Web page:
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Regional cooperation essential to implementing the SDGs in Asia

| Updated: November 09, 2020 21:18:54


Regional cooperation essential to implementing the SDGs in Asia

The 2030 agenda with its 17 sustainable development goals (SDGs) and 169 targets aims to achieve universal economic, social, and environmental progress through a collaborative partnership. This study attempts to capture the significant aspects of the implementation of the 2030 Agenda in the Asian region to evaluate its progress, identify challenges, and learn from cross-country experiences. It is based on a comprehensive review of secondary literature and analysis of relevant regional and country-level data from global databases. The report first analyses the trends, progress, and prospects of selected SDGs. Then it examines the challenges of policy alignment, regional and sub-regional institutional architecture, resource mobilisation, the efficacy of participation and partnerships, and the capacity to monitor progress through the generation of required data and information.

IMPLEMENTING THE SDGS IN ASIA: Despite having significant development in many sectors, Asia and the Pacific will not be able to attain any of the SDGs by 2030 according to UNESCAP estimates (Asia and the Pacific SDG Progress Report 2019). While notable improvements have been made in areas of SDG 1 (no poverty), 4 (quality education), and 7 (affordable and clean energy), progress has been slow or stagnant for SDG 2 (zero hunger), 9 (industry, innovation, and infrastructure), 10 (reduced inequalities), 11 (sustainable cities and communities), 13 (climate action), 14 (life below water), 15 (life on land), 16 (peace, justice, and strong institutions). Areas of - SDGs 6 (clean water and sanitation), 8 (decent work and economic growth) and 12 (responsible consumption and production) - have regressed. The analysis highlights the lack of progress in attaining SDG 17 (partnerships for the goals), which may undermine progress towards the attainment of all other SDGs.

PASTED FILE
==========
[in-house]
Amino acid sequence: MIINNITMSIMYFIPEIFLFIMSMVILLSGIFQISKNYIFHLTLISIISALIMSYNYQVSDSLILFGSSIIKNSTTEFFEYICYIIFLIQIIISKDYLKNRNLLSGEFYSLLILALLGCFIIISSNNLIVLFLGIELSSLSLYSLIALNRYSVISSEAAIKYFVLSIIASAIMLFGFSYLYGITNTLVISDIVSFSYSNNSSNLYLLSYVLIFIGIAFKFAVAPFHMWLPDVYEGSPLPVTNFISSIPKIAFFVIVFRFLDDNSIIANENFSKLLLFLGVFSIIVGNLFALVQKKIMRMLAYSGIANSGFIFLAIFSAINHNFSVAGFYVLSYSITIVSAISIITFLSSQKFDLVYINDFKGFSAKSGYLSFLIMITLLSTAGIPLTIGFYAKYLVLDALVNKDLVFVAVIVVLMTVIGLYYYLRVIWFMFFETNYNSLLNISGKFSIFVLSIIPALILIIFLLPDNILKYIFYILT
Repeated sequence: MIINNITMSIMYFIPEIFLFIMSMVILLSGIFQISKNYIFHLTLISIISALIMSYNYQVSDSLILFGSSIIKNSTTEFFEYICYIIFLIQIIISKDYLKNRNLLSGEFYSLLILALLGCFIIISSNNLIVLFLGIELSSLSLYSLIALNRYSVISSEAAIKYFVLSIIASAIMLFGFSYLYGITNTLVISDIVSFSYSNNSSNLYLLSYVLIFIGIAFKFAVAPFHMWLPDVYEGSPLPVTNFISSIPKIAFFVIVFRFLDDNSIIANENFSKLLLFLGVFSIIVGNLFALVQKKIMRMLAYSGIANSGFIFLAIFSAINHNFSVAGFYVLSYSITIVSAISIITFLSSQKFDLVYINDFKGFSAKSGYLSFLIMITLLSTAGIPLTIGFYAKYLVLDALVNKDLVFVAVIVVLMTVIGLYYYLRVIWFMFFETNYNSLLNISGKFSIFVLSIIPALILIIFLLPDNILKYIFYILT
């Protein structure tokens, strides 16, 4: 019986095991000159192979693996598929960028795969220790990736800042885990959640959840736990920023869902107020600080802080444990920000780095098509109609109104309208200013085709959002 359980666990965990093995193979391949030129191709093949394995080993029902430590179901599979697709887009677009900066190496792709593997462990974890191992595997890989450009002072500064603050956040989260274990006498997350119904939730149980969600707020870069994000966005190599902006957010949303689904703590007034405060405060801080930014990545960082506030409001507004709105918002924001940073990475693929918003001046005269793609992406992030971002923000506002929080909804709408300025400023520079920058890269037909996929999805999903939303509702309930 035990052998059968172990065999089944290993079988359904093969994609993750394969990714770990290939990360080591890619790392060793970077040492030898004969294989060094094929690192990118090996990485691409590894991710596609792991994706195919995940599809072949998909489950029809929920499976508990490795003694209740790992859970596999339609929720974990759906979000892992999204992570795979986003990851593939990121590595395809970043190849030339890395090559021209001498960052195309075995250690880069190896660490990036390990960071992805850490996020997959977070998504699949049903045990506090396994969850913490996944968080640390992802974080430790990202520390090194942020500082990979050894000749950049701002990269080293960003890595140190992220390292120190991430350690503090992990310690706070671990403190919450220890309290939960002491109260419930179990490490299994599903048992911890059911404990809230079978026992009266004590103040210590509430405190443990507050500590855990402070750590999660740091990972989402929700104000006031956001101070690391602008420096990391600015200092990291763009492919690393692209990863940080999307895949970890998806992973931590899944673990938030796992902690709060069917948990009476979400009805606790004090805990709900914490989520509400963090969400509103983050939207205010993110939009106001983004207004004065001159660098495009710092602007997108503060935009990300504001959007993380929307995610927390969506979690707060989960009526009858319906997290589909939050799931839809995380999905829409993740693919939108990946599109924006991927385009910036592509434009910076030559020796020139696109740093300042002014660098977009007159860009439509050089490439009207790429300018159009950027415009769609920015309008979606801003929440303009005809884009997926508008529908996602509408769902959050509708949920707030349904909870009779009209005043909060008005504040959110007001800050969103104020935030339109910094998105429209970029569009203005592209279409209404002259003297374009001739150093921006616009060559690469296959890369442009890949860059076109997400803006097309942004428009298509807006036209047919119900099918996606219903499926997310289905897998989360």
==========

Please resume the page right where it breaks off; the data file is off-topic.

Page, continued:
This regional study concentrates on the prospects of four key SDGs - 4, 7, 8, and 17, which are of particular developmental interest to the countries of the two selected sub-regions of Asia: South Asia and Southeast Asia. South Asian countries showed impressive progress in the area of universal primary education in MDG years. Currently, several initiatives have been taken by governments to increase their investment in skills-formation and human resource development. At the regional level, SAARC formulated a framework called 'SAARC Action Plan' in 2016 that distributed responsibilities among participating countries to strengthen different aspects of the education system.

The complex task of providing access to affordable and clean energy is still at a preliminary stage in Asia. There is a significant information gap in this sector with available data on only two indicators-the percentage of the population with access to electricity and the proportion of the population with primary reliance on clean fuels and technology. South Asia and Southeast Asia, both are on track in terms of the electricity indicator but in the case of primary reliance on clean energy sources such as solar, wind, or thermal, significant gaps remain between the current trends and the SDG 7 targets.

South and Southeast Asia are often considered global pioneers in terms of economic growth (SDG 8). Even though the unemployment rate, as measured by the ILO, is generally low in these subregions, many countries in Asia have significantly high youth unemployment rates. For example, Sri Lanka had a youth unemployment rate as high as 21.6 per cent in 2016. A significant proportion of youth in many Asian countries are considered NEETs (not in education, employment or training). Moreover, a large number of people in Asia-pacific, who are involved in non-agricultural jobs, work in the informal sector. Asian countries need to ensure labour rights and the formalisation of employment to establish decent work conditions.